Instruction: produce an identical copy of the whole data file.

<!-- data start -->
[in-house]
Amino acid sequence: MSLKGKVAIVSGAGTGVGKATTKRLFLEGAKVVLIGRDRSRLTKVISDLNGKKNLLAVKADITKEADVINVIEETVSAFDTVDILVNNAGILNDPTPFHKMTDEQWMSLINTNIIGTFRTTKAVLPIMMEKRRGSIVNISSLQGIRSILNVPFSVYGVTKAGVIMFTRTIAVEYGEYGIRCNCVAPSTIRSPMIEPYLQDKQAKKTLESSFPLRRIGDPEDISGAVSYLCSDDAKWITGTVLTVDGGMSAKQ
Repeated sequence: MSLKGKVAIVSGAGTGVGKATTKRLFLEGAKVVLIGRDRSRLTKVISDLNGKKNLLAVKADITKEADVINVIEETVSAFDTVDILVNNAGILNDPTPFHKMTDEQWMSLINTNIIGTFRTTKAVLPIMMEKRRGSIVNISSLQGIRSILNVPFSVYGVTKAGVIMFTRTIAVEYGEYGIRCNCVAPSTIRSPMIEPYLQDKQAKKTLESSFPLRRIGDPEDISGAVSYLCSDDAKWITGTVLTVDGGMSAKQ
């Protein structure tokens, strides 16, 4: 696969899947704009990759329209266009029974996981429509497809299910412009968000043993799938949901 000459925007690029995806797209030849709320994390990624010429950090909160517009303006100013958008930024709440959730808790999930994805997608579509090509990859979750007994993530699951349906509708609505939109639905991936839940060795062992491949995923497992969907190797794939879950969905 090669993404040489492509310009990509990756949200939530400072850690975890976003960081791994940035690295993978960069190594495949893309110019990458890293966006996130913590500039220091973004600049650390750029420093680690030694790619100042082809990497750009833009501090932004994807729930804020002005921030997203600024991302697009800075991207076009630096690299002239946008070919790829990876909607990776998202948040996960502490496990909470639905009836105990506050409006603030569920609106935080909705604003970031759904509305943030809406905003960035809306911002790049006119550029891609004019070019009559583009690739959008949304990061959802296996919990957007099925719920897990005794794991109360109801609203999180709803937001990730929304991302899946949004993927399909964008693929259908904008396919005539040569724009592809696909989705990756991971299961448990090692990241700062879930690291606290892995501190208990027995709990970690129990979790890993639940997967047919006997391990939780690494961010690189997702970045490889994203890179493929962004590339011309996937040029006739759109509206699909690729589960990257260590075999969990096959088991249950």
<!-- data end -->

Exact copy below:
[in-house]
Amino acid sequence: MSLKGKVAIVSGAGTGVGKATTKRLFLEGAKVVLIGRDRSRLTKVISDLNGKKNLLAVKADITKEADVINVIEETVSAFDTVDILVNNAGILNDPTPFHKMTDEQWMSLINTNIIGTFRTTKAVLPIMMEKRRGSIVNISSLQGIRSILNVPFSVYGVTKAGVIMFTRTIAVEYGEYGIRCNCVAPSTIRSPMIEPYLQDKQAKKTLESSFPLRRIGDPEDISGAVSYLCSDDAKWITGTVLTVDGGMSAKQ
Repeated sequence: MSLKGKVAIVSGAGTGVGKATTKRLFLEGAKVVLIGRDRSRLTKVISDLNGKKNLLAVKADITKEADVINVIEETVSAFDTVDILVNNAGILNDPTPFHKMTDEQWMSLINTNIIGTFRTTKAVLPIMMEKRRGSIVNISSLQGIRSILNVPFSVYGVTKAGVIMFTRTIAVEYGEYGIRCNCVAPSTIRSPMIEPYLQDKQAKKTLESSFPLRRIGDPEDISGAVSYLCSDDAKWITGTVLTVDGGMSAKQ
């Protein structure tokens, strides 16, 4: 696969899947704009990759329209266009029974996981429509497809299910412009968000043993799938949901 000459925007690029995806797209030849709320994390990624010429950090909160517009303006100013958008930024709440959730808790999930994805997608579509090509990859979750007994993530699951349906509708609505939109639905991936839940060795062992491949995923497992969907190797794939879950969905 090669993404040489492509310009990509990756949200939530400072850690975890976003960081791994940035690295993978960069190594495949893309110019990458890293966006996130913590500039220091973004600049650390750029420093680690030694790619100042082809990497750009833009501090932004994807729930804020002005921030997203600024991302697009800075991207076009630096690299002239946008070919790829990876909607990776998202948040996960502490496990909470639905009836105990506050409006603030569920609106935080909705604003970031759904509305943030809406905003960035809306911002790049006119550029891609004019070019009559583009690739959008949304990061959802296996919990957007099925719920897990005794794991109360109801609203999180709803937001990730929304991302899946949004993927399909964008693929259908904008396919005539040569724009592809696909989705990756991971299961448990090692990241700062879930690291606290892995501190208990027995709990970690129990979790890993639940997967047919006997391990939780690494961010690189997702970045490889994203890179493929962004590339011309996937040029006739759109509206699909690729589960990257260590075999969990096959088991249950």